Kids will love it but adults will find it all too familiar, says Brenda McCormick
Boasting some big names (or rather voices), Astro Boy is a sci-fi adventure based on the Japanese Manga series of the same name. The action takes place in futuristic Metro City, a metropolis floating above Earth where robots work for the humans. When a brilliant scientist, Dr Tenma (Cage), loses his son Toby (Highmore) in an accident he creates a robot version of him, which has all of Toby's memories.
Powered by positive 'blue' energy, as opposed to the bad 'red' energy (boo) 'Toby', who thinks he's really Toby, soon discovers he's not like ordinary boys. He has X-ray vision, can move at amazing speeds and he can fly, too. But none of this is any comfort when Tenma, realising his creation will never replace his dead son, rejects him.
As this is all going on, Donald Sutherland's nefarious President Stone has the great idea of using a giant hi-tech robot to start a war and ensure his re-election. He needs Toby's life force, the blue energy, to carry out his plan so when a heartbroken Toby flies away from home, he heads into a whole world of trouble.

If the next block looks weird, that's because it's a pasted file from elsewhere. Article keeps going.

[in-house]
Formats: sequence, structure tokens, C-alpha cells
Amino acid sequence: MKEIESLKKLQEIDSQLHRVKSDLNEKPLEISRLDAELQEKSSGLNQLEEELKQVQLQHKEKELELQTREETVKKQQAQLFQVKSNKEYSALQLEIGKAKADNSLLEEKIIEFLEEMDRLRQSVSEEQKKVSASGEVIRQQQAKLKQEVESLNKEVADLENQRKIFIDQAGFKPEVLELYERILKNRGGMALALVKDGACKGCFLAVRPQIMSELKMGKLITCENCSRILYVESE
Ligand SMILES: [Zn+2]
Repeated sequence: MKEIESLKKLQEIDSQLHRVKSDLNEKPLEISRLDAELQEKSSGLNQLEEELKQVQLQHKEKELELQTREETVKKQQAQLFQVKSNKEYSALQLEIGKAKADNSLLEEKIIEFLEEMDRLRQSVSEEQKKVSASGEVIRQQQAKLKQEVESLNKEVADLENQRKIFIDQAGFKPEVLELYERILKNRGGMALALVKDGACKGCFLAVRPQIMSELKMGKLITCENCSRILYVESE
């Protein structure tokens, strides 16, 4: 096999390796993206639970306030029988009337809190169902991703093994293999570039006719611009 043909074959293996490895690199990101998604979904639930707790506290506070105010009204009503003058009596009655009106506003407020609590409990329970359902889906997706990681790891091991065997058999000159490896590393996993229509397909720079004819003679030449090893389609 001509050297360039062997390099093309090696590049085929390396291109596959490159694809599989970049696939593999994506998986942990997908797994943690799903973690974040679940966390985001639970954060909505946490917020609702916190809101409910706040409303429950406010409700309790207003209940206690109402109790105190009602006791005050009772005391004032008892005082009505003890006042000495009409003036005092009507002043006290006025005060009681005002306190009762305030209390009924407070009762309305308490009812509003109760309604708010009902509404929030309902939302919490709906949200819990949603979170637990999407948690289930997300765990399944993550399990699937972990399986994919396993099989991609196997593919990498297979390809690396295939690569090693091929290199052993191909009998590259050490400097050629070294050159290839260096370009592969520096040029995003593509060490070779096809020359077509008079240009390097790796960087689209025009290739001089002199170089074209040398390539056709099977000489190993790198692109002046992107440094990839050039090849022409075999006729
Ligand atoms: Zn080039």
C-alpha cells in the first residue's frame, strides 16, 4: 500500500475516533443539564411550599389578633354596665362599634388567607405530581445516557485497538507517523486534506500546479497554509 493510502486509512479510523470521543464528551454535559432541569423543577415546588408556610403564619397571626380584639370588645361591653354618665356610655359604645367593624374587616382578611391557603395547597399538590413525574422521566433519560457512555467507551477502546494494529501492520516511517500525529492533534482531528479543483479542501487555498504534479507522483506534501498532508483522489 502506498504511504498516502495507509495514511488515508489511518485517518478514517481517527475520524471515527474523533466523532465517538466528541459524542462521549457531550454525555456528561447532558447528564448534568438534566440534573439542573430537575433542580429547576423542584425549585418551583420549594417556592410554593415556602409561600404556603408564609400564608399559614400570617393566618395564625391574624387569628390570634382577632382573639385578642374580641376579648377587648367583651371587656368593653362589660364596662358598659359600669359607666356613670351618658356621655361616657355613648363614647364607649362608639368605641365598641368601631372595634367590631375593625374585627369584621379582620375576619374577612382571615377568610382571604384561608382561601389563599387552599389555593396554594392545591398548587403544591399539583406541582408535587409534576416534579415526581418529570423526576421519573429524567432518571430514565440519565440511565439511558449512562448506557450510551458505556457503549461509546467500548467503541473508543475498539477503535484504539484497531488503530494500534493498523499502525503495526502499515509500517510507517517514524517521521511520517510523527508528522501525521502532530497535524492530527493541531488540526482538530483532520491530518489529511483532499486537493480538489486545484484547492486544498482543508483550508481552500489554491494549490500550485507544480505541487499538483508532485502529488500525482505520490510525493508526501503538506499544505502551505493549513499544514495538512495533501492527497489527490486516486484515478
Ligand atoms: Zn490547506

After a narrow escape, he finds himself down on Earth, which is now a graveyard of discarded robots. There he meets a team of orphaned kids and, now called Astro, he passes himself off as human. Finally happy, Astro thinks he's found where he belongs but, of course, things aren't that simple for this robot Pinocchio boy.
The biggest problem with Astro Boy is that it all seems so familiar; the idyllic world floating above an Earth that's now a giant skip is straight out of Wall.E (which, by the way, presented its eco message with much more charm), servant-bot Orrin (Levy) is channelling Star Wars' C3PO and the huge bucket-headed robot reminded me of The Iron Giant... well, you get the idea.
It does look good though; the animation has a shiny, retro feel and, while it's not very original, it's fast-paced and visually exciting in places.
In other words, while adults might wish for something a bit more inventive (and a lighter touch on the political message) kids will probably love it. HHHII